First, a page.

Howl’s Moving Castle

  • Post by Rachel Comish
  • May 07, 2019
Level: Middle
Recommended Age: All ages
Genres: Fantasy, Adventure, Romance
Tags: British, Magic, Sisters
Mature Content:

  - Mild violence: brief attacks and threats, allusions to war.

  - Mild romance: brief kissing.

Sophie Hatter is destined for a normal life. She’s the eldest of three girls: it’s obviously her fate to be ordinary. But one day she stumbles onto a wizard’s path and it spirals her life out of control and into a moving castle. Cursed by a dangerous witch, Sophie spends her days magically crippled and old in the evil Howl’s moving castle. Except Howl isn’t so evil, and his fire demon isn’t too bad either. Sophie isn’t sure what will kill her first: the Witch of the Waste, the war, or cleaning up after the vainest wizard alive. But as she finds herself in the middle of magical messes and old curses, Sophie begins to realize that maybe adventure is her fate after all.


It’s a great tragedy that Diana Wynne Jones passed away. Her books are wonderfully quaint and magical, perfect for all ages. Her books are meant to be read while curled up on the couch with a cat and hot chocolate, preferably when it’s raining outside. All of her books are perfect for improving your faith in humanity, and are a great choice for reading with your children.

This book seamlessly combines classic British culture with magic, telling the story of a middle child destined for a normal life of responsibility and duty. But then she has a run in with a temperamental witch and eccentric wizard, as well as a cursed fire demon. And then her life gets significantly more exciting.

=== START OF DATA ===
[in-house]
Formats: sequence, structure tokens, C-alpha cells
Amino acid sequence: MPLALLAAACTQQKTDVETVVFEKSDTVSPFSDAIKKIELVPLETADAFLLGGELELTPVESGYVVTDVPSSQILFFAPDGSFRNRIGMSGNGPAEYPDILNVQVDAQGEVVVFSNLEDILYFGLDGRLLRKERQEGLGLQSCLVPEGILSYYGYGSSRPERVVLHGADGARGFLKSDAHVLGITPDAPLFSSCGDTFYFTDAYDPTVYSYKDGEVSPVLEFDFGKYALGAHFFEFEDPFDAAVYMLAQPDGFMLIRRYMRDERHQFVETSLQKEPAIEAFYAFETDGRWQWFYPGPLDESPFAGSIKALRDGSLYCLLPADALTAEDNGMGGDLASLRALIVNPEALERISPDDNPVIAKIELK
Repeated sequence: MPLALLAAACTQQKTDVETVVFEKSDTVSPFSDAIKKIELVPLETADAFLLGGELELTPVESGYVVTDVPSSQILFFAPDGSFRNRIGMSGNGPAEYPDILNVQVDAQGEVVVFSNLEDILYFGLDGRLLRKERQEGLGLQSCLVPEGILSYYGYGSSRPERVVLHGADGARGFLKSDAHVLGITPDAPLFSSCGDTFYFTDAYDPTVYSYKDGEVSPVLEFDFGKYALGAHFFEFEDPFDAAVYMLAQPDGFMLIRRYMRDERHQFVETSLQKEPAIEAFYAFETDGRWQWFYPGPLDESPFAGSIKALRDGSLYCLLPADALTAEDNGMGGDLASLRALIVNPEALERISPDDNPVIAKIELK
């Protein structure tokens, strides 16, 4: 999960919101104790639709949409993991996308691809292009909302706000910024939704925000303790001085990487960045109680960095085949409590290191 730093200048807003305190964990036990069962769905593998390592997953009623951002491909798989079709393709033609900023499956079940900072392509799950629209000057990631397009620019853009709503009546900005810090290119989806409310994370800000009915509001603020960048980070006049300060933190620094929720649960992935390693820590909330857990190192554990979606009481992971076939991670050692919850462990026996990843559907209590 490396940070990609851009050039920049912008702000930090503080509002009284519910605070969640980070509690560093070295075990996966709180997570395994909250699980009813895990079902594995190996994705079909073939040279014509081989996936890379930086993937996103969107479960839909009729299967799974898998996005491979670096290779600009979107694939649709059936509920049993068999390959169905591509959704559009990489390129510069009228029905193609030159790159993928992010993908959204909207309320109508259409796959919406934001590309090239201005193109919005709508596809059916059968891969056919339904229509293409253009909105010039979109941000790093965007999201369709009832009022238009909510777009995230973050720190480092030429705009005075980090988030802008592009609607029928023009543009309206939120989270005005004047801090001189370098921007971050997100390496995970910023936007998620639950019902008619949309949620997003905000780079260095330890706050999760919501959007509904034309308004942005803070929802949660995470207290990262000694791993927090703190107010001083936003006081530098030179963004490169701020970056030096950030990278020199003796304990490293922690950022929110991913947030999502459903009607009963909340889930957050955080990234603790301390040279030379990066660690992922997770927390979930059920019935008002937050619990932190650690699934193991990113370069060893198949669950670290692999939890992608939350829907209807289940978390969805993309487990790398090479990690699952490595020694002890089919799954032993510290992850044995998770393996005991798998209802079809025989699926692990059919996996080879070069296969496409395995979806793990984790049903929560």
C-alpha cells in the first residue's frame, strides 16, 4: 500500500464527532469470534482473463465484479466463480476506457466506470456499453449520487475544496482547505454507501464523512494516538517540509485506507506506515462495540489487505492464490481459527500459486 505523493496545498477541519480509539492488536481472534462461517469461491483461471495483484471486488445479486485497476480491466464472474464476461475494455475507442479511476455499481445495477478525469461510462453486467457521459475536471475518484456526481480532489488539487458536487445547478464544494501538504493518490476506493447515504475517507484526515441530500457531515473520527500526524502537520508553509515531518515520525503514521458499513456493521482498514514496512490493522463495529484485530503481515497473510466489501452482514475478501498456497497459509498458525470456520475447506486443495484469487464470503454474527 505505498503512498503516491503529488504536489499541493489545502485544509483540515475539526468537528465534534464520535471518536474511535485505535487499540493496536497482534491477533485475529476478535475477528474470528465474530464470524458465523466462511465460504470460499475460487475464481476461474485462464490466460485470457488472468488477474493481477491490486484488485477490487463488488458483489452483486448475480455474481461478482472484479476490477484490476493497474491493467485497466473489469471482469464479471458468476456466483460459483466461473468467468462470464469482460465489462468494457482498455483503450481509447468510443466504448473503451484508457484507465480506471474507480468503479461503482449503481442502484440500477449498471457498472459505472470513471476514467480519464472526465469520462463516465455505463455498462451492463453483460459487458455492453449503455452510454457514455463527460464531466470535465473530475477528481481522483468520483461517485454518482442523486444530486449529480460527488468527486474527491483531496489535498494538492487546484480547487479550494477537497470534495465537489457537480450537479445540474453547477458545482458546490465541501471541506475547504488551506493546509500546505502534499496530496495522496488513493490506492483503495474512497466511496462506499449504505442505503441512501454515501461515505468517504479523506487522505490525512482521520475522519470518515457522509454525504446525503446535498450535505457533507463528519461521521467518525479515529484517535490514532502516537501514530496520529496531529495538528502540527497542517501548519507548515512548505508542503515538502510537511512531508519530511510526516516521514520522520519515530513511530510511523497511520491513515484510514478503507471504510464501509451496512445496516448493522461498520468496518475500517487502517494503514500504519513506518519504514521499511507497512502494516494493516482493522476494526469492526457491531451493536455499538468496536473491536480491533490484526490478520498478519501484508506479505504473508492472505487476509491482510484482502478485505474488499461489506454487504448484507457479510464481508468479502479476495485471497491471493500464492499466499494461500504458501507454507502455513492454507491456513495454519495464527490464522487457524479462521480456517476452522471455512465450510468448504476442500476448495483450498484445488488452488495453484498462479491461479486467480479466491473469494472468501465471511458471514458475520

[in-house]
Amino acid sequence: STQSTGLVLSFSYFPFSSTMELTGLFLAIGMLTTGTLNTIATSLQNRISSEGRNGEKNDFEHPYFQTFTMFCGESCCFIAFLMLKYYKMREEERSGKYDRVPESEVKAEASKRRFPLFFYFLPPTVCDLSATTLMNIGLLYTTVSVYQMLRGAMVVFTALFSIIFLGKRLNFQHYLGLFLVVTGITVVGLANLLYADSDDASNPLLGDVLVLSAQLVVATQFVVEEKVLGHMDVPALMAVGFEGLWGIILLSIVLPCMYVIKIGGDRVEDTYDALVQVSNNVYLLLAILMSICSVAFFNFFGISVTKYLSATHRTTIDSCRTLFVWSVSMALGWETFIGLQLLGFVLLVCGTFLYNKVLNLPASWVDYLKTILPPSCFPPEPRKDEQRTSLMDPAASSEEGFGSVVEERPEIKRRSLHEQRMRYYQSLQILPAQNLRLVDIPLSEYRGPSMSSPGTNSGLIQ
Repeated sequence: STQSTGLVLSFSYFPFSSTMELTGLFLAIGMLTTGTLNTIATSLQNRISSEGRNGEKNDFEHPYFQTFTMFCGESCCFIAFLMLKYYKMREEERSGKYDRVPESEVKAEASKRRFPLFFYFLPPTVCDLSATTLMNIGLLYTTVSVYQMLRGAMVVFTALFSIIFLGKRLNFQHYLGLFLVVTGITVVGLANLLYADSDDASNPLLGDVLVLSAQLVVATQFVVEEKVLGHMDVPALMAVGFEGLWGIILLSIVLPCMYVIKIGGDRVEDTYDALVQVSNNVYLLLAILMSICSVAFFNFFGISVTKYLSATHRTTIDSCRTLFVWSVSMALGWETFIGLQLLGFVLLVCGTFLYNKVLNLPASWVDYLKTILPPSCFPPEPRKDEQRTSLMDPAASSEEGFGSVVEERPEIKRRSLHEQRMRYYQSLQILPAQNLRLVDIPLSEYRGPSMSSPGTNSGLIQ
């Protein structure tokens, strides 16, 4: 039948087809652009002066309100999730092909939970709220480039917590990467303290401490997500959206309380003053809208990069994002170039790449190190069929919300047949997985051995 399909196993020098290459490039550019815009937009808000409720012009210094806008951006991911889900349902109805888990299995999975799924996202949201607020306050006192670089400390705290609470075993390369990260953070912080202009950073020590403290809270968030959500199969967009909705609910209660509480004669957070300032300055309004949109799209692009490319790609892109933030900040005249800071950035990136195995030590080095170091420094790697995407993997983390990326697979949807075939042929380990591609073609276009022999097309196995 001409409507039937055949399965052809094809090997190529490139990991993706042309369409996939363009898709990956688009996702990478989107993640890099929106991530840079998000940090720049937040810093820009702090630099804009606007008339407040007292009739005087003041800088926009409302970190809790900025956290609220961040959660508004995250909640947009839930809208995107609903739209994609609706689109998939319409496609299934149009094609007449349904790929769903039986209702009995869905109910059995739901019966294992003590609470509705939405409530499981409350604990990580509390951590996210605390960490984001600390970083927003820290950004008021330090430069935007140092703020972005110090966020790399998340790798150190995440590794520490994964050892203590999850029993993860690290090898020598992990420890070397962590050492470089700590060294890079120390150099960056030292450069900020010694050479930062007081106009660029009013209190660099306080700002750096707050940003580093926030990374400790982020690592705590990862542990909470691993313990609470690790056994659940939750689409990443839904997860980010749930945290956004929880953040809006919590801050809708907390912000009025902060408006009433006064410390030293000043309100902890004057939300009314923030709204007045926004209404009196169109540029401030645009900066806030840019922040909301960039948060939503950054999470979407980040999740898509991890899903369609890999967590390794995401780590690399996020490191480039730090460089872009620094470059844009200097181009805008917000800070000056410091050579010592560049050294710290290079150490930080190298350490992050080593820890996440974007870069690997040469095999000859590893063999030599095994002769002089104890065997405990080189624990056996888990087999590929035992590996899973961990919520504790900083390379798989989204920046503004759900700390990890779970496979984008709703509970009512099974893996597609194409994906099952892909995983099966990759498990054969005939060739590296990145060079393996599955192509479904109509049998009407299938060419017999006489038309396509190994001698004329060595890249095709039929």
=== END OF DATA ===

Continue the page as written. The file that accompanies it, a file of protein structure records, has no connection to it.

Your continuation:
As much as Sophie claims to be content with her ordinary life, she secretly pushes the boundaries of her world before she even knows it. Though she spends her days alone in a hat shop, she talks to the hats while decorating them, assigning them lives she unconsciously wishes for herself. She’s a wistful character who doesn’t quite know what to do with her young self, floating around and obeying her stepmother and fussing over her two sisters. But when she becomes an old woman, she really lets herself relax. As an old crone, she no longer feels shy or embarrassed. She doesn’t feel the need to apologize for her existence, or anything for that matter. She can do whatever she wants (as long as her legs hold up) and say whatever she wants. After all, no one is going to criticize a helpless old woman.

Her relationship with her sisters Lettie and Martha is very sweet, and she’s definitely the peacemaker. When she’s not cleaning up after Howl and debating his likelihood of evil, and bickering with Calicifer over curses, she’s sorting through her sisters’ mischief and romances. Despite Michael being a child in the Studio Ghibli film of this book, he’s a teenager in the novel and dating Sophie’s sister. Between Lettie, Martha, Michael, and Howl, Sophie hardly has any time for contemplation over her own chance at romance. It has to sneak up on her, much like her destiny for a great big colorful life of mishaps and fun.

Part of their adventures include traveling to a parallel dimension: Howl’s home. Diana Wynne Jones writes her books in a connected parallel universe, where each version of Earth, there are nine, treats magic differently. Some versions, like ours, don’t acknowledge the reality of magic at all, while others, like the one in this book, live freely with the existence of magic. Howl actually comes from our version of Earth, specifically Wales.

This is a charming combination of family, love, destiny, and adventure, whether it’s proper magic for royalty, jealous curses, or traveling across the universe. Sophie is very relatable and a great example of how to accept yourself, even if you’re not cursed into a magical castle.

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